Spell Blind – Snippet 22
“I thought we’d stop here,” I said. “Maybe watch the sun go down before driving back for dinner.”
She nodded. “Sounds great.”
We sat on the stone, which was still warm. A nighthawk flew over, bobbing and weaving on narrow wings, and a yellow butterfly floated past. It occurred to me that I hadn’t thought about Claudia Deegan or the red sorcerer since driving out of the city.
“This was good for me,” I said. “Thanks for coming along.”
She was sitting cross-legged, and she had her eyes closed and her faced tipped toward the sun. “Thanks for bringing me.” After some time she turned to me, shading her face with a hand once more. “Can I ask you about your investigation? Off the record?”
“Do you think this man they arrested is the Blind Angel killer?”
“I know he’s not,” I said, without thinking.
Her eyebrows went up. “You know it?”
Trust and comfort could be dangerous at times.
“What I mean is I’m pretty sure he’s not the guy. He had his reasons for hating the Deegans, but that doesn’t explain the murders that came before Claudia. I just don’t think it’s him.”
I didn’t know if she agreed with my assessment or not, but I could tell she was curious about the certainty with which I’d answered the question. To my relief, she didn’t press the issue. Instead she asked, “Don’t you find it depressing spending so much time investigating killings like these?”
“I wouldn’t call it depressing,” I said. “There’s something sad about any crime, and killings are the worst. But when you’re investigating a murder, you don’t think about it that way. You try to figure out why and how, and who, of course. It’s a puzzle. And when I solve a case I feel like I’ve given something to the victim, and to the victim’s family.” I tried to smile, but I don’t think I succeeded. “These days, though, I mostly work for insurance companies, and corporations, and families falling apart at the seams.” I glanced at her. “This is the first time I’ve worked a murder since leaving the force.”
“Really? So then I suppose you’re sort of enjoying yourself.”
I gave a reluctant nod. “Yeah. Sick as that probably sounds, I’d rather be doing this than insurance work.”
The sun was slipping down behind the distant mountains — the Sand Tanks and the Saucedas, the Craters and the Mohawks — coloring each ridge line in successively paler shades of blue and purple, and painting the western sky orange and red.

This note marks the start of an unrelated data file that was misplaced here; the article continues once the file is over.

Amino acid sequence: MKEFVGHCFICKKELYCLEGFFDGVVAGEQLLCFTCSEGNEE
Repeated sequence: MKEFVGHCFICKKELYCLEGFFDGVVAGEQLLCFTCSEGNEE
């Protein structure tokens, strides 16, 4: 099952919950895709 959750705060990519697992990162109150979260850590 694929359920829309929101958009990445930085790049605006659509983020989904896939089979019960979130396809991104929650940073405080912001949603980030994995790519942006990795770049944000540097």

“I draw,” I said, blurting it out. As soon as I spoke the words, I felt my face begin to color.
A small smile touched Billie’s lips. “Excuse me?”
“I said, that I draw. I’m not sure why I told you that. I was watching the sun go down and it popped into my head.”
“What do you draw?”
I shrugged. “Landscapes mostly. Desert scenes. I use colored pencils and charcoal. Sometimes I use watercolor paints, too.”
“Can I see your drawings?”
“Sure,” I said. “And I’d like to see more of your photos.”
Billie nodded, then turned back to the sunset.
There wasn’t a cloud in the sky, which is fine until twilight rolls around, at which point it makes for somewhat plain sunsets. But Billie seemed happy, and as we walked back to the car in the deepening blues of dusk she slipped her hand into mine.
I glanced down at our hands and then at her, unable to hide my surprise.
“Do you mind?”
“Hardly,” I said.
“So where are we having dinner?”
“Your choice,” I said. “My treat.”
She grinned. “All right. I know just the place.”
“The place,” turned out to be a Mexican dive in the western part of Mesa, on a side street off of Southern. I had to hand it to her: It was one of the few Mexican restaurants in this part of the Phoenix area that I didn’t know, and it was crowded with a mix of University students and Latino families. I had no doubt that the food would be excellent
Upon returning to the city, though, I felt myself growing tense again. I made us wait for a table in the back of the restaurant, though there were a couple of open ones near the front when we arrived. And then I insisted on sitting against the back wall, so that I could watch the door and windows.